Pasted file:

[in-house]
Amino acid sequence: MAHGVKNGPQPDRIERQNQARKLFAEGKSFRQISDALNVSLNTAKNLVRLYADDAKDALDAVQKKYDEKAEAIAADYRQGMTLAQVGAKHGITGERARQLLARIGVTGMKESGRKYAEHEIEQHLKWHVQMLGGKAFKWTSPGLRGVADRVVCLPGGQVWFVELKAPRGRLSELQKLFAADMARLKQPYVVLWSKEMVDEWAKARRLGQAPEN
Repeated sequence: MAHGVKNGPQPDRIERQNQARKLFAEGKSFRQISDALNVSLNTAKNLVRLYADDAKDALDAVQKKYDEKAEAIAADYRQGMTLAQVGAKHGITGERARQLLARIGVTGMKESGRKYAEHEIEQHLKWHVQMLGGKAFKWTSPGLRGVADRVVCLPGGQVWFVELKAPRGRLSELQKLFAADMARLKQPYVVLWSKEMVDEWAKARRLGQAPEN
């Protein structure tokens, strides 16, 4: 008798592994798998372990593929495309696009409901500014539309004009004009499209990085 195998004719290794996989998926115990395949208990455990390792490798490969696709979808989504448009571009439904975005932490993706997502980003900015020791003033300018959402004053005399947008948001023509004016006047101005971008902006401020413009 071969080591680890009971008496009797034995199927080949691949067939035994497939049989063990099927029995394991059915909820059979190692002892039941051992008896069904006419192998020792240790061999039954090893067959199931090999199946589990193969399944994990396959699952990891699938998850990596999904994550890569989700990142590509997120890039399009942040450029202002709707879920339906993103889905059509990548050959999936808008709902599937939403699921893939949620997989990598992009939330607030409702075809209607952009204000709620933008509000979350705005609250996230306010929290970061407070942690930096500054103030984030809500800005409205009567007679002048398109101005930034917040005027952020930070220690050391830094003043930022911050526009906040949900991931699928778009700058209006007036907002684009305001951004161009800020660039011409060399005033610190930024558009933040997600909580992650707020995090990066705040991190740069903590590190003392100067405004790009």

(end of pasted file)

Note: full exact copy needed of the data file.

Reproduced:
[in-house]
Amino acid sequence: MAHGVKNGPQPDRIERQNQARKLFAEGKSFRQISDALNVSLNTAKNLVRLYADDAKDALDAVQKKYDEKAEAIAADYRQGMTLAQVGAKHGITGERARQLLARIGVTGMKESGRKYAEHEIEQHLKWHVQMLGGKAFKWTSPGLRGVADRVVCLPGGQVWFVELKAPRGRLSELQKLFAADMARLKQPYVVLWSKEMVDEWAKARRLGQAPEN
Repeated sequence: MAHGVKNGPQPDRIERQNQARKLFAEGKSFRQISDALNVSLNTAKNLVRLYADDAKDALDAVQKKYDEKAEAIAADYRQGMTLAQVGAKHGITGERARQLLARIGVTGMKESGRKYAEHEIEQHLKWHVQMLGGKAFKWTSPGLRGVADRVVCLPGGQVWFVELKAPRGRLSELQKLFAADMARLKQPYVVLWSKEMVDEWAKARRLGQAPEN
């Protein structure tokens, strides 16, 4: 008798592994798998372990593929495309696009409901500014539309004009004009499209990085 195998004719290794996989998926115990395949208990455990390792490798490969696709979808989504448009571009439904975005932490993706997502980003900015020791003033300018959402004053005399947008948001023509004016006047101005971008902006401020413009 071969080591680890009971008496009797034995199927080949691949067939035994497939049989063990099927029995394991059915909820059979190692002892039941051992008896069904006419192998020792240790061999039954090893067959199931090999199946589990193969399944994990396959699952990891699938998850990596999904994550890569989700990142590509997120890039399009942040450029202002709707879920339906993103889905059509990548050959999936808008709902599937939403699921893939949620997989990598992009939330607030409702075809209607952009204000709620933008509000979350705005609250996230306010929290970061407070942690930096500054103030984030809500800005409205009567007679002048398109101005930034917040005027952020930070220690050391830094003043930022911050526009906040949900991931699928778009700058209006007036907002684009305001951004161009800020660039011409060399005033610190930024558009933040997600909580992650707020995090990066705040991190740069903590590190003392100067405004790009």